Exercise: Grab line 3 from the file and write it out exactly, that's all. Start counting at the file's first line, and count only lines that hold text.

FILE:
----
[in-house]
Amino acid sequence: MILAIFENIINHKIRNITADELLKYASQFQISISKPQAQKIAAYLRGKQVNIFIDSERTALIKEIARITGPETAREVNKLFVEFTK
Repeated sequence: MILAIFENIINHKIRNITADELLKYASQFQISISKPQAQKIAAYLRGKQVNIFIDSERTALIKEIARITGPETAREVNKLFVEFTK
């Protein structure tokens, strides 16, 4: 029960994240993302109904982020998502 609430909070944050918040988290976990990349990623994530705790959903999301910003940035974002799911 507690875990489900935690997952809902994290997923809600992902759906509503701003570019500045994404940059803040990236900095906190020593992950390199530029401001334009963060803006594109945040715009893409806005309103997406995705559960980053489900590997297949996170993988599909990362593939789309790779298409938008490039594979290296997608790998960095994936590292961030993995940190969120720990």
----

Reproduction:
Repeated sequence: MILAIFENIINHKIRNITADELLKYASQFQISISKPQAQKIAAYLRGKQVNIFIDSERTALIKEIARITGPETAREVNKLFVEFTK